of Greenwich – Rodney, Pete Gas, and Joey Abs. 
The article tells us that they helped Shane McMahon beat down punks in
the streets and in the classroom.  It
then chronicles their federation exploits and you can clearly tell this was
during the Russo era as they were kicked out of the company after losing to Pat
Patterson and Gerald Brisco and yet e-emerged when Shane took control of the
company “for a short time.”  These guys
never quite lived up to the hype, as they were supposed to bring their “money,
power, and brute force” to bear in the WWF.
During this time, WWF
was also rotating Vic Venom’s “The Bite” column out to a guest
superstar.  Venom was Vince Russo’s alter
ego and was his impression of Dave Meltzer within the pages of the
magazine.  Our guest this month is
Stephanie McMahon, who recounts her troubled relationship with Shane.  She tells us of Shane ripping up her stuffed
animals – one of which was a stuffed giant pink animal named Big Dog – how he
called her a slut when she wore makeup at school, and how he sent the Mean
Street Posse after her when she went to a party.  Unfortunately, we do not get any stories of
Shane mixing it up with Randy Savage. 
But beyond that, we get a photograph that you will not be seeing on the
WWE Network anytime soon!
As Scott conducts the David Crockett Memorial Tag Team
Tournament, the next major piece is fitting as we get a profile of the
Undertaker-Big Show tag team.  Their
name?  The Brothers Grim.  Yes, that is the name writer Bill Banks
assigns to this team.  At least they are
better than the Grimm Twins, the repackaged Blu Twins that graced our screen in 1996!
We are informed that Kane is a target of the so-called
Brothers Grim because “he cost the Big Show his destiny as the 1999 King of the
Ring.”  So before Alberto del Rio was
proclaiming his long last search of destiny, reminiscent of Ponce de Leon’s
quest for the Fountain of Youth, the Big Show was complaining about his.  It predicts that the Undertaker will
eventually turn on Big Show to become WWF champion yet again, a puzzling
conclusion when the Big Show had already turned three times in 1999 up to this
point.  Of course, Mr. Banks hedges his
bets by saying that Big Show may one day challenge the Undertaker for the title,
a match that would have sent posters here running for the ticket offices
One of our feature articles this month is on Chyna’s
relationship with Triple H.  This
magazine is the gift that keeps on giving.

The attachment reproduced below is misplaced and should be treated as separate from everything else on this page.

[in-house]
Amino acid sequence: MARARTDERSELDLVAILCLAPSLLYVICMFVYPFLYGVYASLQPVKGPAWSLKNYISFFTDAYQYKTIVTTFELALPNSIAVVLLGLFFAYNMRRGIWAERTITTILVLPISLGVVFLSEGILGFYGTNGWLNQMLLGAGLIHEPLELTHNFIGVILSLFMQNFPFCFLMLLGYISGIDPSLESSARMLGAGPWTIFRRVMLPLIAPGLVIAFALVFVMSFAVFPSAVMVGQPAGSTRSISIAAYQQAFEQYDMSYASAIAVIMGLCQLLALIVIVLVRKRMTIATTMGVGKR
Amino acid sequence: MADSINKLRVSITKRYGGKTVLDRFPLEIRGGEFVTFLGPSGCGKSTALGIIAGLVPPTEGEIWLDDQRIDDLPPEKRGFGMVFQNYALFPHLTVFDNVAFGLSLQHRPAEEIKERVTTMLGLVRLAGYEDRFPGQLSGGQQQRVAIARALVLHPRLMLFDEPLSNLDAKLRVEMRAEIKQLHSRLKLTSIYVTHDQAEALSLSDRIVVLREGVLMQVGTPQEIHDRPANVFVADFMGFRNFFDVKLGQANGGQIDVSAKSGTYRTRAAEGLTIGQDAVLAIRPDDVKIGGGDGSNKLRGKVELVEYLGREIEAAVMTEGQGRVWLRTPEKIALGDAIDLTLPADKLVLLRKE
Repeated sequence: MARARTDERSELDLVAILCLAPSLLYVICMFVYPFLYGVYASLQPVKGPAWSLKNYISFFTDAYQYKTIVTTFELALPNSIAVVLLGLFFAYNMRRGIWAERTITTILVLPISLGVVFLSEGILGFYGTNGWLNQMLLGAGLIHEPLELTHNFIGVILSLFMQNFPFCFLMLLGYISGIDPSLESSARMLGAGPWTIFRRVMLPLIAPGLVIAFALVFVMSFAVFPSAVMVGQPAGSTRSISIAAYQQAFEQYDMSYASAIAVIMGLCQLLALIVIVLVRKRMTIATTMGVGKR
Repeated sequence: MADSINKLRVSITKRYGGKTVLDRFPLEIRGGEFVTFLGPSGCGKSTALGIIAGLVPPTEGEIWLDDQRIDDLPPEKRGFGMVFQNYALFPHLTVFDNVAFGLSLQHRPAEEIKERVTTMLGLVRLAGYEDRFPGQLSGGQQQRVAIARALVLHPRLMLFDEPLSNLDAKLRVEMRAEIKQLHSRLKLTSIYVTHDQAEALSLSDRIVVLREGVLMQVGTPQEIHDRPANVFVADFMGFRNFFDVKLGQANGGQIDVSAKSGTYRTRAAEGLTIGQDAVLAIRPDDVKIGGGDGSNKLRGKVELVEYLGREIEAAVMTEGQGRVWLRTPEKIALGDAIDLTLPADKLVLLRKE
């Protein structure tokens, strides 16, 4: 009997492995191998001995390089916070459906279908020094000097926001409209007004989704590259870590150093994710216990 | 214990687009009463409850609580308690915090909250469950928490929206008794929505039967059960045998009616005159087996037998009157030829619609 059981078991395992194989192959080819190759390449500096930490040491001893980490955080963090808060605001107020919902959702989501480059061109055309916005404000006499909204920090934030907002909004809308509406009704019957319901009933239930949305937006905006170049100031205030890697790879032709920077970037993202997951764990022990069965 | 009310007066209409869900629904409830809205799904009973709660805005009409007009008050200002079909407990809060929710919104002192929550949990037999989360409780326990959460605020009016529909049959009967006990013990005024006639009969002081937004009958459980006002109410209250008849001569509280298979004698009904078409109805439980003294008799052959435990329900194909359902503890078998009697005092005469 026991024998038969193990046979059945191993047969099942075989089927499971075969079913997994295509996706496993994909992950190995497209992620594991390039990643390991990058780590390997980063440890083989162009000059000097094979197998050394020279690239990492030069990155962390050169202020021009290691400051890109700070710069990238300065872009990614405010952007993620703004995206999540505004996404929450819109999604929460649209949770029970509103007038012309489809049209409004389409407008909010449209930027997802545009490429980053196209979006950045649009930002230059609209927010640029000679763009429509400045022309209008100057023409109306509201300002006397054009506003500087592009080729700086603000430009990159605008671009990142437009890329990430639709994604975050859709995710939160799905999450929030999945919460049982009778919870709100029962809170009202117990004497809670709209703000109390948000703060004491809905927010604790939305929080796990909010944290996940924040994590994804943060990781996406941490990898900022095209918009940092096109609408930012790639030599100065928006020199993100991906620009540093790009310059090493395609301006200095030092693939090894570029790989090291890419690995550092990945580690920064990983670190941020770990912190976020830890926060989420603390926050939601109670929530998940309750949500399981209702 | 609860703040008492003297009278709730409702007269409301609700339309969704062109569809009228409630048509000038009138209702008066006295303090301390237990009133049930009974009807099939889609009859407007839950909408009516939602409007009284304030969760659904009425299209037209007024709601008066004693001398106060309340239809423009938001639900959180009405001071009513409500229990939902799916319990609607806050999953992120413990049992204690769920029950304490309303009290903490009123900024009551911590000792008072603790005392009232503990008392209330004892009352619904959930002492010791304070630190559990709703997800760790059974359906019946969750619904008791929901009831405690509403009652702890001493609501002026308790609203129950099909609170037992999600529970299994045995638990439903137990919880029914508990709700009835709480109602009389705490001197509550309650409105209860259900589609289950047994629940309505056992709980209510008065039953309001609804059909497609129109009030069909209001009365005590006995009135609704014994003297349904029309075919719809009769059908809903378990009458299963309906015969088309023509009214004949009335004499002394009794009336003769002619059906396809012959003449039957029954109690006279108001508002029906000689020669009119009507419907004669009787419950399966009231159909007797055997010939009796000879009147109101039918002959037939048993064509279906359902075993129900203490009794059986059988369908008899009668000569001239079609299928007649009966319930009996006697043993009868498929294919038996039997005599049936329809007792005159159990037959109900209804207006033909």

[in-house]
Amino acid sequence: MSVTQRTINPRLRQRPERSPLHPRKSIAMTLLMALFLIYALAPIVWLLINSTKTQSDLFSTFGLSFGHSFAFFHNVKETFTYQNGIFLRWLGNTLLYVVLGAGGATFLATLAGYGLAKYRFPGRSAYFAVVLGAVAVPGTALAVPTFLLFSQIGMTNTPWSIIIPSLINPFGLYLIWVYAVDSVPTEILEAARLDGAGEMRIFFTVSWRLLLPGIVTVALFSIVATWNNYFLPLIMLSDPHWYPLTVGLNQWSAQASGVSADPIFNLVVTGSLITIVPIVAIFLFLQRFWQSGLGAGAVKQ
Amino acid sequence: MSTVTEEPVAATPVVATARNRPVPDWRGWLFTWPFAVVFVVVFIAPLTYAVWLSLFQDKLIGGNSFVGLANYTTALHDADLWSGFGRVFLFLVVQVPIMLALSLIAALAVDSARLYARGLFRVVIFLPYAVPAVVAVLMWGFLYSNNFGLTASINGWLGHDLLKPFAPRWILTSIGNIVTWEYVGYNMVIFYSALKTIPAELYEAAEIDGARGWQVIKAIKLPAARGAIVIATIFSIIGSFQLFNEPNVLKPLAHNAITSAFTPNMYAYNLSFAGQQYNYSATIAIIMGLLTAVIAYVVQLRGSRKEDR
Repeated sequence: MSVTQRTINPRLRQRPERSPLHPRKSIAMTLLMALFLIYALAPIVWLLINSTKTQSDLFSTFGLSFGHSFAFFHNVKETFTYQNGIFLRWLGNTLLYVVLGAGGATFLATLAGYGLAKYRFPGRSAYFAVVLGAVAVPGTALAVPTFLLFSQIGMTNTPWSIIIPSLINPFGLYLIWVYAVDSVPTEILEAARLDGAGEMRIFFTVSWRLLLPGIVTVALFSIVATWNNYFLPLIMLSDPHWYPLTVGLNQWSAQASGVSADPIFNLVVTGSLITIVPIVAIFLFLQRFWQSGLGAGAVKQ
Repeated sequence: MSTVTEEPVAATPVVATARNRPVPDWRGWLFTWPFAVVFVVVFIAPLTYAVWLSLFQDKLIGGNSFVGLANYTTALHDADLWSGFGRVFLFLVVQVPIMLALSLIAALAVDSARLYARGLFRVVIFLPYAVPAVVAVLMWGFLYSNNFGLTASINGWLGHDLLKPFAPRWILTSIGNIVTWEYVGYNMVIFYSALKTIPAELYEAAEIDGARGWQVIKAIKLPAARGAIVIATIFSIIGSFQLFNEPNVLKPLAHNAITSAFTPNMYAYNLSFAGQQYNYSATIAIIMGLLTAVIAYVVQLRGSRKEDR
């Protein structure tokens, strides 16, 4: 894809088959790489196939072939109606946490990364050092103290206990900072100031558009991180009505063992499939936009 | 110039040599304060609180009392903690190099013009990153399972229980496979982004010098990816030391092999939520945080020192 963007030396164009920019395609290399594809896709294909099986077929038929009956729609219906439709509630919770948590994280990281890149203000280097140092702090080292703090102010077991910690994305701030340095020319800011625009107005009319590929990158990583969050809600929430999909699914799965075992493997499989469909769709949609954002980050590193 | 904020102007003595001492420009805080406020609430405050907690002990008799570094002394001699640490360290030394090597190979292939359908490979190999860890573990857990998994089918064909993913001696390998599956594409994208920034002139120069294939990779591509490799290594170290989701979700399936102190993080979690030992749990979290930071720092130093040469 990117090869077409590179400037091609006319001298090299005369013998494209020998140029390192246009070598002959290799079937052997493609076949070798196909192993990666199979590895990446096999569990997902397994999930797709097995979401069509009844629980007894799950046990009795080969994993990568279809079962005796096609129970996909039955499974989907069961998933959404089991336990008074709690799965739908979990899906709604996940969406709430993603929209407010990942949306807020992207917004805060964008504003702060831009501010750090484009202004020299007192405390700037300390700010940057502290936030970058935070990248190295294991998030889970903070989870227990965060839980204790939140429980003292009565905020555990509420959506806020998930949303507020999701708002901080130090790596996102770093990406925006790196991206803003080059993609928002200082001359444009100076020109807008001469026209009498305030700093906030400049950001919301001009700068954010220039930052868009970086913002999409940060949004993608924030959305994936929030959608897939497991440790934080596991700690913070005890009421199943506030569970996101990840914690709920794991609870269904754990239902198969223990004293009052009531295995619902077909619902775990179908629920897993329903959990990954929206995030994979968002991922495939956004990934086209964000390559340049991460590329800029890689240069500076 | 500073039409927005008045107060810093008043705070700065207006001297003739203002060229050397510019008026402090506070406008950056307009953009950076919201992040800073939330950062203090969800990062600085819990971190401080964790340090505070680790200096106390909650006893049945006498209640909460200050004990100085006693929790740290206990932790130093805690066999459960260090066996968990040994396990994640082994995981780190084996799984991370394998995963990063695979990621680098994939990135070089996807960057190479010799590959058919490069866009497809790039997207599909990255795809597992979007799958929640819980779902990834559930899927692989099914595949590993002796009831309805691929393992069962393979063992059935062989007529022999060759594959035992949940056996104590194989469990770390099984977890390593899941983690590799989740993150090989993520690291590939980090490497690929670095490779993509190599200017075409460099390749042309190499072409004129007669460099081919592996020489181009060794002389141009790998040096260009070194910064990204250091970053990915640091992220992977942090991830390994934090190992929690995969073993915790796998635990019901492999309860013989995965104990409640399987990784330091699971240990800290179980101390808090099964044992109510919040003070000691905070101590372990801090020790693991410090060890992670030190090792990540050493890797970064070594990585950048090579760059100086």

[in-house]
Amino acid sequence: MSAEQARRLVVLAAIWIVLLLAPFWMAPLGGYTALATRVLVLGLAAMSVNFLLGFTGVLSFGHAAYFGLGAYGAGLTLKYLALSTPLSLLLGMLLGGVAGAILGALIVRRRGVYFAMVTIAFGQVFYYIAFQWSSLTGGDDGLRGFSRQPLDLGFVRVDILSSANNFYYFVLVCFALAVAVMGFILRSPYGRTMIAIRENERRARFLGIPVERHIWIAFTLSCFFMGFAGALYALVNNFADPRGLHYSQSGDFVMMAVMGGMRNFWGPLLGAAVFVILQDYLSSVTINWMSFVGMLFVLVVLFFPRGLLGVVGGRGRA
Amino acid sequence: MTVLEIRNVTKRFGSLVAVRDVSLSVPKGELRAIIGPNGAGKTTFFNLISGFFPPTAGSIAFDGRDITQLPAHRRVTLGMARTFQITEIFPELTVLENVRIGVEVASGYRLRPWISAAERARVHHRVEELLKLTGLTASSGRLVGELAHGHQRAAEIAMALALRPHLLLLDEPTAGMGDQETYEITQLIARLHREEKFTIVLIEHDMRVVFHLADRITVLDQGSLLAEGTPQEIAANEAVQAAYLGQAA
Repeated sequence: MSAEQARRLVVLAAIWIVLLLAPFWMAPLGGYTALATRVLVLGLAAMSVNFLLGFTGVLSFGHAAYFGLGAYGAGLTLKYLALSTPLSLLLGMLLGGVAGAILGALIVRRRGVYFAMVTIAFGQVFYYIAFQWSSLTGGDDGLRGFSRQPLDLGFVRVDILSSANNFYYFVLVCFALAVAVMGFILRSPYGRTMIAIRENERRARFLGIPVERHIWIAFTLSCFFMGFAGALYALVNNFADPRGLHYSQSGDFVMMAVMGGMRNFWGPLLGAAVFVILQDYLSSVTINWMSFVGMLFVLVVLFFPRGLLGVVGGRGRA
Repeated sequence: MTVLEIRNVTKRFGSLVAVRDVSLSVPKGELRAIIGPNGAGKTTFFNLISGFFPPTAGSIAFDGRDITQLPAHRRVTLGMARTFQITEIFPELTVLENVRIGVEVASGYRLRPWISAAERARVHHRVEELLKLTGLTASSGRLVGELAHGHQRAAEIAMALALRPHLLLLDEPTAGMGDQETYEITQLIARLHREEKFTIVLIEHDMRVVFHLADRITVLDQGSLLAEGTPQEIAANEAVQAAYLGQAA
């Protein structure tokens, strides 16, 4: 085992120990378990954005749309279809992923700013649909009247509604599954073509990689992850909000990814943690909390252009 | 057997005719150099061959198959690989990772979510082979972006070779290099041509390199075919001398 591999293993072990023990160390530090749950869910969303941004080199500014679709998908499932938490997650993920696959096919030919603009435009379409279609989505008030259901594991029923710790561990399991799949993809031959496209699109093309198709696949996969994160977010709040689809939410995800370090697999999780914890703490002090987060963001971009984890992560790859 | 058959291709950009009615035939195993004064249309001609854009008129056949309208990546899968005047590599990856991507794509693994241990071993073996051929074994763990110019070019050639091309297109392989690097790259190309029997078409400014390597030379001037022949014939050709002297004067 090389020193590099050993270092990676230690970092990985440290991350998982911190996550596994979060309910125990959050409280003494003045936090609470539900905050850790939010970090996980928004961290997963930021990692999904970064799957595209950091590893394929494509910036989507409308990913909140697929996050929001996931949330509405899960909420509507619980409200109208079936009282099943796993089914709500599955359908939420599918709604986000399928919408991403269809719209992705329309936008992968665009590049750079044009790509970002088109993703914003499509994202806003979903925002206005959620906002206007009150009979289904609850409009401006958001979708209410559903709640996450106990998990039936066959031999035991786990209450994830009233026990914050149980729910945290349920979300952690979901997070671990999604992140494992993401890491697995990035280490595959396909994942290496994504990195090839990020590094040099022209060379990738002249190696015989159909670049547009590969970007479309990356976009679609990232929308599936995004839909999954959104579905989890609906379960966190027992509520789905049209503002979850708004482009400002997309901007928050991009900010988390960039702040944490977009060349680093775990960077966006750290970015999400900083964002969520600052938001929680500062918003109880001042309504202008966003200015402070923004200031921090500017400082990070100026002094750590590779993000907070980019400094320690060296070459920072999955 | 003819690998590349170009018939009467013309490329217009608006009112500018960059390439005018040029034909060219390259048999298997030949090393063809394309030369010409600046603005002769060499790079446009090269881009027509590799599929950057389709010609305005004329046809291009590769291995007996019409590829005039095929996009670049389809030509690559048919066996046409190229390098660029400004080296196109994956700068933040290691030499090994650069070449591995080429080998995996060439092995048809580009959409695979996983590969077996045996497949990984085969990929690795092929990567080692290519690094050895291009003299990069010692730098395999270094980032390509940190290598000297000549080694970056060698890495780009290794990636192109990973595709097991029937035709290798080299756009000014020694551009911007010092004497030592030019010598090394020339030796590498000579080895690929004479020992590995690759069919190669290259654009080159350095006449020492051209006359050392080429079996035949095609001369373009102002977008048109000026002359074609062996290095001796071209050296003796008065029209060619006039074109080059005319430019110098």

This article will probably never see the light of day out of Titan
Towers ever again as it blatantly states that “Without her [Chyna’s] support
Triple H might have failed in his bid to earn a top spot in the business.”  According to Banks, the Chyna-Triple H
relationship is much like another political power couple:
Great parallel, that is if Bill, after he cheated on
Hillary, tossed her to the curb and Hillary went into the adult film
industry.  On second thought, let’s not
think about that.  More hilarity ensues
in the article as it questions whether Triple H could “swallow his pride” and
give Chyna credit for helping him win the title.  Even more, it asks “If Triple H were to
monopolize the spotlight and keep all the glory for himself, how would his female
counterpart react?”  Shoot comments…
We even get a photograph of Teddy Long, serving as a
referee at the time, pleading in vain with Shane McMahon to book a tag team
Does anyone remember these toys?  I never owned one of these because I did not
get the appeal.  Who wants action figures
that sweat?  Maybe Vince will reintroduce
this idea based on Big E’s alleged sweating problem:
The next piece, entitled “The Christian Spirit,”
describes Christian’s career with the Brood up to this point.  It heralds Christian as the spiritual force
behind the group, while Edge is the intellectual and Gangrel is the physical.  It says his spirituality reflects a higher
being who does not have a name and posits that he might heal the recent rift
between Edge and Gangrel that split the Brood apart.  However, it says that his negotiating
position might be compromised because – get this – Christian has become a sex
symbol and Gangrel is jealous!  The piece
becomes quasi-homoerotic in stating that “There is nothing sexier, more